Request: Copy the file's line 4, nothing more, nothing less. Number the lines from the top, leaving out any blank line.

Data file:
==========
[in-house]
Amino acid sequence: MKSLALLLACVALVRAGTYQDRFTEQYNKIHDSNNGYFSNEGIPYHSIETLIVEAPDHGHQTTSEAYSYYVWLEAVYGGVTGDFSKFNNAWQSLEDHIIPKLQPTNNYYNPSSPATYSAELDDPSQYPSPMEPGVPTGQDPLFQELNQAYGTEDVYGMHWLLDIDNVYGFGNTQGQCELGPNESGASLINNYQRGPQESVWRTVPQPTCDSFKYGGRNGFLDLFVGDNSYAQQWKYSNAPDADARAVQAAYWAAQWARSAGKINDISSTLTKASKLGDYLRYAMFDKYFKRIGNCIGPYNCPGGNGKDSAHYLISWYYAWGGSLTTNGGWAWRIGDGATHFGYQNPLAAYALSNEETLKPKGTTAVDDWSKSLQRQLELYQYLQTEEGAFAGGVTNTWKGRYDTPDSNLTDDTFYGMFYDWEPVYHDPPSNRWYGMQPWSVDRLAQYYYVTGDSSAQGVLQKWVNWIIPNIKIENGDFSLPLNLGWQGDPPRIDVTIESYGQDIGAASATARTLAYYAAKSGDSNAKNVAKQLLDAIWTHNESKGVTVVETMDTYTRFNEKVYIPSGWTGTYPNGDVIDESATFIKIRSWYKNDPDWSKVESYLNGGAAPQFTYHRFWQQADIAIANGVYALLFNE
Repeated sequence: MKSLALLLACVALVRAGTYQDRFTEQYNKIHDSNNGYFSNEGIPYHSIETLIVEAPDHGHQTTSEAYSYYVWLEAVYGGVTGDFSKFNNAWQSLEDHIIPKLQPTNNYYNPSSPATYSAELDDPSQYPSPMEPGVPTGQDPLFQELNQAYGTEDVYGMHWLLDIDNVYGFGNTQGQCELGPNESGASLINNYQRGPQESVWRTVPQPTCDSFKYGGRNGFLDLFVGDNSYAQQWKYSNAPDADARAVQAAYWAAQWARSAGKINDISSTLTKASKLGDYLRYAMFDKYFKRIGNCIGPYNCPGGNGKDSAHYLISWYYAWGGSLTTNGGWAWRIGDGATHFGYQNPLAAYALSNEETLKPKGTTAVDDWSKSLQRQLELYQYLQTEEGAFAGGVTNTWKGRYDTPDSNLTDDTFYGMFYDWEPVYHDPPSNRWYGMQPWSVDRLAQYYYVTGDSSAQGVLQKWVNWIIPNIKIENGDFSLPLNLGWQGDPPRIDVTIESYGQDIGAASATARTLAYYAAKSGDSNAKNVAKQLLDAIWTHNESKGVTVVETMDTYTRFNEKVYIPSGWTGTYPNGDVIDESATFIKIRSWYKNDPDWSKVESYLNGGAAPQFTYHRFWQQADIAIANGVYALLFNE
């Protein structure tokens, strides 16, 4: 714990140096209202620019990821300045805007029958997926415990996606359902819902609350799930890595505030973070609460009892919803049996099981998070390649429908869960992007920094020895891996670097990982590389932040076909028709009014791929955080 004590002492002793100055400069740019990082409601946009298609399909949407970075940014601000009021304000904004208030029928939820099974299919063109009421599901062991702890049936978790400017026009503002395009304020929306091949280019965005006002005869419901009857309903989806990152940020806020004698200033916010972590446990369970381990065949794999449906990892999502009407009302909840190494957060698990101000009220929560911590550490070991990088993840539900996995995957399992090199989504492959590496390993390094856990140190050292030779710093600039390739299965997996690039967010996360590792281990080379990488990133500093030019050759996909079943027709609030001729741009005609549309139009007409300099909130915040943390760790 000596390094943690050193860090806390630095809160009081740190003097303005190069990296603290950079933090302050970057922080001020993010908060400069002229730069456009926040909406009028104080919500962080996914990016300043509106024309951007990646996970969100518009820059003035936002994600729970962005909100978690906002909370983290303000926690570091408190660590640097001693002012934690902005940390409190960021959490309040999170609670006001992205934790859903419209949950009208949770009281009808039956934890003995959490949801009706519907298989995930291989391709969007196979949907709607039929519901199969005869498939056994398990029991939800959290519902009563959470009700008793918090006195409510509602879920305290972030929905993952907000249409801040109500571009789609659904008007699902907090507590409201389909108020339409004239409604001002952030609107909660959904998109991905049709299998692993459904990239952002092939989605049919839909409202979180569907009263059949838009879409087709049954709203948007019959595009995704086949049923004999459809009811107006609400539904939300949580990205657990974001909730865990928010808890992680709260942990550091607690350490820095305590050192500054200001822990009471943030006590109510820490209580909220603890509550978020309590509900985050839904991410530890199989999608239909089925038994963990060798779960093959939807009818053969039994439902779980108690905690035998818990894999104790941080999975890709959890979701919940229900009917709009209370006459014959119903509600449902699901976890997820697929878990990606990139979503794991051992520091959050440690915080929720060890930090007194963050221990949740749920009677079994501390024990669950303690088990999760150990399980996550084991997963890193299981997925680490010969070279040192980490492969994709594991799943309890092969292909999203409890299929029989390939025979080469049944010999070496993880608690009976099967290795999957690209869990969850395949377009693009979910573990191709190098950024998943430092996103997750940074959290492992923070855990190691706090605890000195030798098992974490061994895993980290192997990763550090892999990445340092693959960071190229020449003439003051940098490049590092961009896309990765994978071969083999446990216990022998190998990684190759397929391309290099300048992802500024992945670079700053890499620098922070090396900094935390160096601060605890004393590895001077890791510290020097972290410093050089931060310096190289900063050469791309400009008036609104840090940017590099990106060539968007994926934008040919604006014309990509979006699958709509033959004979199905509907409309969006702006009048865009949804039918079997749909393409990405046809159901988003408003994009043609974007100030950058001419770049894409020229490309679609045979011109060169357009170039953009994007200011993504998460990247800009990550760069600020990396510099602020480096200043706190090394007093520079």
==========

């Protein structure tokens, strides 16, 4: 714990140096209202620019990821300045805007029958997926415990996606359902819902609350799930890595505030973070609460009892919803049996099981998070390649429908869960992007920094020895891996670097990982590389932040076909028709009014791929955080 004590002492002793100055400069740019990082409601946009298609399909949407970075940014601000009021304000904004208030029928939820099974299919063109009421599901062991702890049936978790400017026009503002395009304020929306091949280019965005006002005869419901009857309903989806990152940020806020004698200033916010972590446990369970381990065949794999449906990892999502009407009302909840190494957060698990101000009220929560911590550490070991990088993840539900996995995957399992090199989504492959590496390993390094856990140190050292030779710093600039390739299965997996690039967010996360590792281990080379990488990133500093030019050759996909079943027709609030001729741009005609549309139009007409300099909130915040943390760790 000596390094943690050193860090806390630095809160009081740190003097303005190069990296603290950079933090302050970057922080001020993010908060400069002229730069456009926040909406009028104080919500962080996914990016300043509106024309951007990646996970969100518009820059003035936002994600729970962005909100978690906002909370983290303000926690570091408190660590640097001693002012934690902005940390409190960021959490309040999170609670006001992205934790859903419209949950009208949770009281009808039956934890003995959490949801009706519907298989995930291989391709969007196979949907709607039929519901199969005869498939056994398990029991939800959290519902009563959470009700008793918090006195409510509602879920305290972030929905993952907000249409801040109500571009789609659904008007699902907090507590409201389909108020339409004239409604001002952030609107909660959904998109991905049709299998692993459904990239952002092939989605049919839909409202979180569907009263059949838009879409087709049954709203948007019959595009995704086949049923004999459809009811107006609400539904939300949580990205657990974001909730865990928010808890992680709260942990550091607690350490820095305590050192500054200001822990009471943030006590109510820490209580909220603890509550978020309590509900985050839904991410530890199989999608239909089925038994963990060798779960093959939807009818053969039994439902779980108690905690035998818990894999104790941080999975890709959890979701919940229900009917709009209370006459014959119903509600449902699901976890997820697929878990990606990139979503794991051992520091959050440690915080929720060890930090007194963050221990949740749920009677079994501390024990669950303690088990999760150990399980996550084991997963890193299981997925680490010969070279040192980490492969994709594991799943309890092969292909999203409890299929029989390939025979080469049944010999070496993880608690009976099967290795999957690209869990969850395949377009693009979910573990191709190098950024998943430092996103997750940074959290492992923070855990190691706090605890000195030798098992974490061994895993980290192997990763550090892999990445340092693959960071190229020449003439003051940098490049590092961009896309990765994978071969083999446990216990022998190998990684190759397929391309290099300048992802500024992945670079700053890499620098922070090396900094935390160096601060605890004393590895001077890791510290020097972290410093050089931060310096190289900063050469791309400009008036609104840090940017590099990106060539968007994926934008040919604006014309990509979006699958709509033959004979199905509907409309969006702006009048865009949804039918079997749909393409990405046809159901988003408003994009043609974007100030950058001419770049894409020229490309679609045979011109060169357009170039953009994007200011993504998460990247800009990550760069600020990396510099602020480096200043706190090394007093520079």